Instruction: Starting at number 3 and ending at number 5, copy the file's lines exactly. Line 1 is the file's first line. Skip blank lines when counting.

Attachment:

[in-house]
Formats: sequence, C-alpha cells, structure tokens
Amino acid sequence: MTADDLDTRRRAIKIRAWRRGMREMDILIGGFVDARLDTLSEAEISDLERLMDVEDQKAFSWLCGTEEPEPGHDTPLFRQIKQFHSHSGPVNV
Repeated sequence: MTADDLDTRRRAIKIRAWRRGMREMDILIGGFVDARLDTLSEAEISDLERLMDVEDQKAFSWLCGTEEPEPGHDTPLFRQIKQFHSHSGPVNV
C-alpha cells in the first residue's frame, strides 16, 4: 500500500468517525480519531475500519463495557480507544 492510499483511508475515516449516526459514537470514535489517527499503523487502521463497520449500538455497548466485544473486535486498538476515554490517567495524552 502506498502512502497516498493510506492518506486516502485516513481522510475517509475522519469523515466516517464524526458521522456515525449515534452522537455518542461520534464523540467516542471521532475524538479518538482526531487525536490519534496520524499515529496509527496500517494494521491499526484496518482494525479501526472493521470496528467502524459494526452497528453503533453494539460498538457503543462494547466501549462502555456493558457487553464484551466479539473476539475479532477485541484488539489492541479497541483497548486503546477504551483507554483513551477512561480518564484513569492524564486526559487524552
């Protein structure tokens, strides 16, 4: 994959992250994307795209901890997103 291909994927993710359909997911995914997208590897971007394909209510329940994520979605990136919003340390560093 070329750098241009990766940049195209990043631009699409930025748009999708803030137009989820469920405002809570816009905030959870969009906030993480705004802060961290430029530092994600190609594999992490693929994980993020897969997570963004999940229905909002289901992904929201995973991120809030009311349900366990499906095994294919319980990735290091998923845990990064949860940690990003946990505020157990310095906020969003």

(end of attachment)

Amino acid sequence: MTADDLDTRRRAIKIRAWRRGMREMDILIGGFVDARLDTLSEAEISDLERLMDVEDQKAFSWLCGTEEPEPGHDTPLFRQIKQFHSHSGPVNV
Repeated sequence: MTADDLDTRRRAIKIRAWRRGMREMDILIGGFVDARLDTLSEAEISDLERLMDVEDQKAFSWLCGTEEPEPGHDTPLFRQIKQFHSHSGPVNV
C-alpha cells in the first residue's frame, strides 16, 4: 500500500468517525480519531475500519463495557480507544 492510499483511508475515516449516526459514537470514535489517527499503523487502521463497520449500538455497548466485544473486535486498538476515554490517567495524552 502506498502512502497516498493510506492518506486516502485516513481522510475517509475522519469523515466516517464524526458521522456515525449515534452522537455518542461520534464523540467516542471521532475524538479518538482526531487525536490519534496520524499515529496509527496500517494494521491499526484496518482494525479501526472493521470496528467502524459494526452497528453503533453494539460498538457503543462494547466501549462502555456493558457487553464484551466479539473476539475479532477485541484488539489492541479497541483497548486503546477504551483507554483513551477512561480518564484513569492524564486526559487524552